The enforcement of traffic laws is based on the belief that it induces greater driver compliance with the rules of the road, which leads to a reduction in the number of accidents. Conclusive empirical evidence substantiating this belief has, however, not previously been presented. The availability of computerized accident records for the Metropolitan Toronto Police Selective Enforcement program provided a unique opportunity to test whether increased enforcement was followed by a reduction in the number of accidents. By using accident records for 1800 locations over a period of 4 years, estimates of accident rates were obtained that accounted for a time trend and seasonal variations. The expected number of accidents so obtained was compared to the number of recorded accidents. Locations that received increased enforcement showed consistently fewer than the expected number of accidents. In the experiment, all important factors except increase in enforcement are randomized. Thus, unless there is some undetected causal factor, the reduction in accidents is statistically significant and can be attributed to the increased enforcement. If then, selective enforcement leads to a reduction in accidents, enforcement of traffic laws in general has the potential to reduce accidents. Therefore, it is important to deploy available enforcement resources to maximize their effect.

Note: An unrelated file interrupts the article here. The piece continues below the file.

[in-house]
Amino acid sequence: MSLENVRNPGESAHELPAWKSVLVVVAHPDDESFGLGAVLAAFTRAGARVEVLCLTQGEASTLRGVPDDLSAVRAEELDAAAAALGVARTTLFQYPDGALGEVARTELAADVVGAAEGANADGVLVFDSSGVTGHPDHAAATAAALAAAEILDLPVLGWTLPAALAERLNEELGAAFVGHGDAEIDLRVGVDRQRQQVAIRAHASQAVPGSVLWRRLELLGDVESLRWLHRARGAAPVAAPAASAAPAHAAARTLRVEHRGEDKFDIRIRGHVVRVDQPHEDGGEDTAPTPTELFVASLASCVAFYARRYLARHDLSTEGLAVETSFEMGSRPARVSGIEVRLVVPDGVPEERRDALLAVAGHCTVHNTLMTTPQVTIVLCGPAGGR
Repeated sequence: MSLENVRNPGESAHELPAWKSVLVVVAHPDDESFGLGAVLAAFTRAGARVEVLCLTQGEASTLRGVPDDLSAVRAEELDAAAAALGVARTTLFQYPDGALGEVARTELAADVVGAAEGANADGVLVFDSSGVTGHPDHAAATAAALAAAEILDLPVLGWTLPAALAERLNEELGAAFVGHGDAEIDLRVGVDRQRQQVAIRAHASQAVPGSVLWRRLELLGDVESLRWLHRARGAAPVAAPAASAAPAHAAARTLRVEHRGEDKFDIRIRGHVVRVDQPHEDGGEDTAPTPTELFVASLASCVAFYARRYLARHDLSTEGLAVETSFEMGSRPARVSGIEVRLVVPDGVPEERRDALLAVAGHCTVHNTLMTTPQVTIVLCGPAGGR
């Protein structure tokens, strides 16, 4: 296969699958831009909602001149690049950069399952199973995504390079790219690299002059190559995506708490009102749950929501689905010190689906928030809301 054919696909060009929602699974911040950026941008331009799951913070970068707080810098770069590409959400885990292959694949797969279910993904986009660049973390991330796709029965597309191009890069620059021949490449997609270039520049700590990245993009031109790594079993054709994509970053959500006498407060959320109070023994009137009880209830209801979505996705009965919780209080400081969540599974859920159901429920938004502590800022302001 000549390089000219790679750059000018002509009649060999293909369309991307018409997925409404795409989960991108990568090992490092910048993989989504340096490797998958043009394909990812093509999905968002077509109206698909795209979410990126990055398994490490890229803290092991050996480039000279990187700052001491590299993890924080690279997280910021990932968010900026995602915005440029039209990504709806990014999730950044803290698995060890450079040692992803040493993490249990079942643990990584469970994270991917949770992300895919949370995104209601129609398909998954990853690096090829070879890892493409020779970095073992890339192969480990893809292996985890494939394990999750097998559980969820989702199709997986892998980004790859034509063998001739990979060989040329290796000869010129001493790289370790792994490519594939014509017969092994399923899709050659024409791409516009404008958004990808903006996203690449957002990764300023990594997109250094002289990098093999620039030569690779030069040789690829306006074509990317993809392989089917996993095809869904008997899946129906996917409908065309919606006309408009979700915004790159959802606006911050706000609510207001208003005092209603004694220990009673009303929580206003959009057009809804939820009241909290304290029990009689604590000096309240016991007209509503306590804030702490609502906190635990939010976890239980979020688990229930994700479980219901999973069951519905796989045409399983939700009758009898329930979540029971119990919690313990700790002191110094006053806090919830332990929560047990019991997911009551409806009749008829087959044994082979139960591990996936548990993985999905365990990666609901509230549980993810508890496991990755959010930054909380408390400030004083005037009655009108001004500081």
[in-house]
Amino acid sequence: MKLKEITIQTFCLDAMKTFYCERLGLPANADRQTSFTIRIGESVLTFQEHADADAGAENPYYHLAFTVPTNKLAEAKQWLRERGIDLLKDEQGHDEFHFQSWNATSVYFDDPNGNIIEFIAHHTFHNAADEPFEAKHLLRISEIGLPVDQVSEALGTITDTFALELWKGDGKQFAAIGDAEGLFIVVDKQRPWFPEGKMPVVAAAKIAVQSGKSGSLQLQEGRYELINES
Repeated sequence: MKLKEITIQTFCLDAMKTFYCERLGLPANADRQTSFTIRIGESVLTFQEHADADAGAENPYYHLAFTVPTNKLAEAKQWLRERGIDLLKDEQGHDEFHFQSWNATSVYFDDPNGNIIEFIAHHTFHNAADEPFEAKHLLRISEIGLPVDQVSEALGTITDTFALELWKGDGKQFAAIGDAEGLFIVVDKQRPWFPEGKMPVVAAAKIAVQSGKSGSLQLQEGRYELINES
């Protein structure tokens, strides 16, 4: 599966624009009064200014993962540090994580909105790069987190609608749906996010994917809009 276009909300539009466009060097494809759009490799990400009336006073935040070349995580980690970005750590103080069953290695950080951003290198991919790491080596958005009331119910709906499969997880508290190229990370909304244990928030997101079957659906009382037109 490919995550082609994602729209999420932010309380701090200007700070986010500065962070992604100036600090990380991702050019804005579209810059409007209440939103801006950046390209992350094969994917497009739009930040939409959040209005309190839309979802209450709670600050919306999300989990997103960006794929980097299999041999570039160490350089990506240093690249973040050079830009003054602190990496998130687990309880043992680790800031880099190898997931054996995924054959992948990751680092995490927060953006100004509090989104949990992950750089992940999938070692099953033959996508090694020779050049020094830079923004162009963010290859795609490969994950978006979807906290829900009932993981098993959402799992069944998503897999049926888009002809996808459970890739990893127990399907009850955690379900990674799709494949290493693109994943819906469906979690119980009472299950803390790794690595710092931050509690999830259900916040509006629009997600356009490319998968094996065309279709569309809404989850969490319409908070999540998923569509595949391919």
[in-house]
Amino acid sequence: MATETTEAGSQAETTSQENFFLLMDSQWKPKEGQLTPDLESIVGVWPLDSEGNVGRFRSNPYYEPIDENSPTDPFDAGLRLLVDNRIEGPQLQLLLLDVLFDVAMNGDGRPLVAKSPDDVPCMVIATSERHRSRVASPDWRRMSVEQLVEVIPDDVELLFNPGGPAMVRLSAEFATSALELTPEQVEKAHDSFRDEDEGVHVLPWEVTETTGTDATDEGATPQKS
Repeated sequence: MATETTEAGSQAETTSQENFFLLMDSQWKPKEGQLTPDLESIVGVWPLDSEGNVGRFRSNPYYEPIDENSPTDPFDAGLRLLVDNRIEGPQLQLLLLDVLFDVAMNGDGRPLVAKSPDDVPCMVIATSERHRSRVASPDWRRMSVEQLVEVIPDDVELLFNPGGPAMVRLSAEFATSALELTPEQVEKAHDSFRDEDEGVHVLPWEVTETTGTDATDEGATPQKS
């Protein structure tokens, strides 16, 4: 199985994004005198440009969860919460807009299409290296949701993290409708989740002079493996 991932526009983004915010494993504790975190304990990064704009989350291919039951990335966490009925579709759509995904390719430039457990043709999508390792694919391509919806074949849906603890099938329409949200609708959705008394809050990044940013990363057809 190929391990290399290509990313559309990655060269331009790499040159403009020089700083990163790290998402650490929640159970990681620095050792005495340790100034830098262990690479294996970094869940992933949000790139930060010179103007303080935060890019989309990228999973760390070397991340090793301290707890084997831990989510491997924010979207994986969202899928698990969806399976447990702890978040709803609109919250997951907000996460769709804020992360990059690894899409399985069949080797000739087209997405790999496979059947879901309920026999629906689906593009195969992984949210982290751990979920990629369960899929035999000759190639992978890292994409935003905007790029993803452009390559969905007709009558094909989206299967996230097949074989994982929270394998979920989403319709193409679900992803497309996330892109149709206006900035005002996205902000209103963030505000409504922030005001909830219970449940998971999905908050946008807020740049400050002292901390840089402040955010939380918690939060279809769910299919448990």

Media Info

  • Media Type: Print
  • Features: Figures; References; Tables;
  • Pagination: pp 18-22
  • Monograph Title: Traffic records, law enforcement, and motorist-aid systems
  • Serial:

Subject/Index Terms

Filing Info

  • Accession Number: 00177284
  • Record Type: Publication
  • ISBN: 0309026725
  • Files: TRIS, TRB
  • Created Date: Jun 28 1978 12:00AM